Monica Berndt

Have you ever heard of the phrase “cheap grace” in reference to Lutherans, or had someone accuse you of simply being a “lazy Catholic?” Grace is NOT cheap. The grace of God towards us came at a price-a huge price. The price was so large that the immortal God, who rules over every last centimeter of the cosmos, had to take on the form of us measly human beings and then die. We like to think that we are quite large and influential here on our planet Earth, but in comparison to the vastness of the universe, we are even smaller than a speck of dust. Yet, God Himself came down and became smaller than a speck of dust so that He could pick up all the others and bring them back to Heaven.

Simply becoming a speck of dust was not enough to save us from ourselves, the world, and Satan; God had to die. He had to take on the entire wrath of God against sin onto Himself and suffer in agony until He had died to pay for everything we have done. There have been millions of people who have lived and died and who will live on this earth and yet God died for all of them-every last one.

That is a huge price and thanks be to God that He has paid the massive debt we owe so that we can simply live by the grace of God. It should be pretty easy, right? Yet, the Old Adam in us constantly keeps popping up and causing us trouble by trying to push our lives under grace to one of two extremes. The one is the familiar “I can do whatever I want” attitude. You just live your life however you please and God will handle it so you don’t have to worry. Yet this extreme causes harm to both us and to our neighbor, because honestly loving our neighbor is not the priority on our to-do list of living however we desire. We will not want to love our neighbor, we will constantly put ourselves first, and we will always seek to defend our actions by passing the blame onto our neighbor.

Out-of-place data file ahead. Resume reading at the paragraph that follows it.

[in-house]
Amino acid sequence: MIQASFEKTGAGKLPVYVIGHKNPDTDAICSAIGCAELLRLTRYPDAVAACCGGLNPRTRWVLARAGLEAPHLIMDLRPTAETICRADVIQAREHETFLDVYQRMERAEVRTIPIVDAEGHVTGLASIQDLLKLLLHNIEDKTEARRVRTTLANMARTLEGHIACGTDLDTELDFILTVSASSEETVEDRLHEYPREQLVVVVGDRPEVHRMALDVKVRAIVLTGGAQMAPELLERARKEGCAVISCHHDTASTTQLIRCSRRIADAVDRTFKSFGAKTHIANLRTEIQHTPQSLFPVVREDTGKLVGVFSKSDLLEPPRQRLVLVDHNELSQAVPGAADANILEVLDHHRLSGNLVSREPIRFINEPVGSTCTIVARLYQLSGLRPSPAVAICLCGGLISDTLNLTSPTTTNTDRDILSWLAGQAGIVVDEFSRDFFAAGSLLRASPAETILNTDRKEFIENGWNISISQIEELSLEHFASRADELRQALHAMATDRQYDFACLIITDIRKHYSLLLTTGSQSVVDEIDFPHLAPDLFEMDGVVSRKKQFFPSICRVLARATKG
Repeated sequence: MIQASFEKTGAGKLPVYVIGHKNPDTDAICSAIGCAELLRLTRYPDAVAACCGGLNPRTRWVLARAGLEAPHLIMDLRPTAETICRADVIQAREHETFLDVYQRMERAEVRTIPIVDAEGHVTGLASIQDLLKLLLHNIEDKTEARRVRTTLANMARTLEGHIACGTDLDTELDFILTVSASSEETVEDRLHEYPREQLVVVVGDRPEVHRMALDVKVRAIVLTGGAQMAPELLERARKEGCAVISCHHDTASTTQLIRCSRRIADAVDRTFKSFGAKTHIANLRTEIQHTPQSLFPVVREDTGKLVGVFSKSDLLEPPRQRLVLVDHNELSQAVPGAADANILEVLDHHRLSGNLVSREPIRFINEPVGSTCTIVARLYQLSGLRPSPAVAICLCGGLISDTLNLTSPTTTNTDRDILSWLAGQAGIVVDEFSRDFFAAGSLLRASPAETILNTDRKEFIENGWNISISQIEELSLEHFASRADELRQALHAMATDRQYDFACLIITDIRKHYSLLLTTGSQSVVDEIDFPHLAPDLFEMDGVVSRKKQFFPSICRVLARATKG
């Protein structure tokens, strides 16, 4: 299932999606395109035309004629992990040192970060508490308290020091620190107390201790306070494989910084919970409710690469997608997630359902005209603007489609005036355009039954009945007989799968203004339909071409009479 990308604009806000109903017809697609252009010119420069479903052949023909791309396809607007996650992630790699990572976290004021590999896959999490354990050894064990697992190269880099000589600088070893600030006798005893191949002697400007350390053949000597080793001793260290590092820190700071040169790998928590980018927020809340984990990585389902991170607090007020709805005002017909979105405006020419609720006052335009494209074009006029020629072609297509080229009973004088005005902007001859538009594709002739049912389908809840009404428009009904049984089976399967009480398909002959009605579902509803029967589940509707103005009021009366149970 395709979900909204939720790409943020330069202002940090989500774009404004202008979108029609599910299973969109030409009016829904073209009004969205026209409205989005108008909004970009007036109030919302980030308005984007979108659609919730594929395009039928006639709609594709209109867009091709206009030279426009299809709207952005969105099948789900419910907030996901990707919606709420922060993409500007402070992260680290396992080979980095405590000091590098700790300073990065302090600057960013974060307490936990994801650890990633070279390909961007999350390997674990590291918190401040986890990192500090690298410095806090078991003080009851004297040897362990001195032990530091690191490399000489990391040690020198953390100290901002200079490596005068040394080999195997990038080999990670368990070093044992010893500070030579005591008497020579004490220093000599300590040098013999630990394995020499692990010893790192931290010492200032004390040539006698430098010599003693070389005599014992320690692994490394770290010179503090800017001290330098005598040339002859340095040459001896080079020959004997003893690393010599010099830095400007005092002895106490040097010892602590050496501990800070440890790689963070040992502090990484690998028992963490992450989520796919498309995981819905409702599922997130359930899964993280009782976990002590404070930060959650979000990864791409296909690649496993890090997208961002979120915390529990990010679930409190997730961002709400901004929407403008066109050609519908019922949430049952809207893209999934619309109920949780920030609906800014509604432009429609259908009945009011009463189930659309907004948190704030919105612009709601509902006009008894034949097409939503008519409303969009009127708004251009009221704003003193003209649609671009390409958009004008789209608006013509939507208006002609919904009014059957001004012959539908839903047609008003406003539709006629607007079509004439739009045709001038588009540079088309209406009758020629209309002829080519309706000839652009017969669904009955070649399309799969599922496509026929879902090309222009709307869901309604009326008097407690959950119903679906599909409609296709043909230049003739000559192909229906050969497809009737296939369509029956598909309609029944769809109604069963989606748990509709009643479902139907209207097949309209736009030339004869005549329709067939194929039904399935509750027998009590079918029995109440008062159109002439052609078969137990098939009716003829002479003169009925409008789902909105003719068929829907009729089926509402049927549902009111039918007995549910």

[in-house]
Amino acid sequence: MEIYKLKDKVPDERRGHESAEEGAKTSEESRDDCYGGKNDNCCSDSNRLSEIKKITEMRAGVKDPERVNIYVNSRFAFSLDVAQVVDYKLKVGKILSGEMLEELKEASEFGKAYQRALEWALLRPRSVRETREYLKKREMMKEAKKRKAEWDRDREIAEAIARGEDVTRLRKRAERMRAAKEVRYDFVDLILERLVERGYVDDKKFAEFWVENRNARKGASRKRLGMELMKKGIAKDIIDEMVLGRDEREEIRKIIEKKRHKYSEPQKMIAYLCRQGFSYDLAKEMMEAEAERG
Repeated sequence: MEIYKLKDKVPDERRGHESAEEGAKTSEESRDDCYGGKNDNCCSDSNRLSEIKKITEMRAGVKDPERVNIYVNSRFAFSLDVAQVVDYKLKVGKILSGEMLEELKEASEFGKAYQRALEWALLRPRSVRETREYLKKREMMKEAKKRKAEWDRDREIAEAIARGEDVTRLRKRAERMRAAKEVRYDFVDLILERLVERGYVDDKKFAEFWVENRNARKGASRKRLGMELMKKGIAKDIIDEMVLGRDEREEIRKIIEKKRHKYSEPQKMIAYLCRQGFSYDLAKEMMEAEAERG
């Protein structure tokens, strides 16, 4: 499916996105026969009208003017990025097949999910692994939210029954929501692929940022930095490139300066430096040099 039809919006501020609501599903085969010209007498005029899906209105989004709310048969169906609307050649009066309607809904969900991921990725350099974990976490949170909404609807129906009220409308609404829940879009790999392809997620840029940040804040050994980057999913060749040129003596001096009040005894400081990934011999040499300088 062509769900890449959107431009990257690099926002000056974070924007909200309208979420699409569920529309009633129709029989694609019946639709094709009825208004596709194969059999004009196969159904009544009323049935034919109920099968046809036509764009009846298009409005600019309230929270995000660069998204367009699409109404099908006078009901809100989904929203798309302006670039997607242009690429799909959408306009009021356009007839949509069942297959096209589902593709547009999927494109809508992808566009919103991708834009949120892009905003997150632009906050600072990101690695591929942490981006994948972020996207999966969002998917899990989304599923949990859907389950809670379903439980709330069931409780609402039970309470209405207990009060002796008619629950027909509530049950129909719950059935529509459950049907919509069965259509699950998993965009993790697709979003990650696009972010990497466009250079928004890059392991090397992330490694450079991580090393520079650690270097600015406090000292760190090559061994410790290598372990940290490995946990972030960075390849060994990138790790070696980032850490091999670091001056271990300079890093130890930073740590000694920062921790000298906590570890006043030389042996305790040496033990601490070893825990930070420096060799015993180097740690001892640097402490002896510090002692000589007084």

There is another extreme we turn to when trying to live by grace, and that’s just it. We start to try. We start to worry that grace is not enough, that what we have done cannot be forgiven. We repent of our sins, but then guilt and shame come knocking at the door of our consciences and we are unsure what to tell them. They ask “How can you be sure that you are really and truly forgiven?” “How do you know that the sins you committed are not being held against you by your neighbor?” “Have you tried hard to fix what you did?” They then bind you to the Law: “If you don’t do better next time, you must not have been trying hard enough and you only get a few chances to get it right.” This leaves us to wrestle with guilt, which will wear and tear at our faith just as much as the first extreme will-leaving us feeling like God will never be able to forgive everything we have done.

However, we confess that God is omnipotent, omniscient, and omnipresent so He is more than capable of forgiving our sins. In fact, that is the entire reason He came to die in the first place. If we could get to Heaven on our own, the death of Jesus Christ would be the most pointless death in all of history. Yet clearly we cannot make it on our own; we cannot make it at all. That’s why God had to become a smaller than a speck of dust. That’s why He had to die. He did all of that because we cannot do it and all of our attempts to try leave us guilt-ridden and afraid.

So we don’t believe in “cheap grace.” We believe in very expensive, very precious grace through Jesus Christ. Even though we daily commit sins, we rejoice in the fact that God has already forgiven us our sins, even as we daily come to Him in repentance and trust in His promise of grace.

Monica Berndt is a member of Christ the Savior in George, Washington and studies music at the University of Washington.

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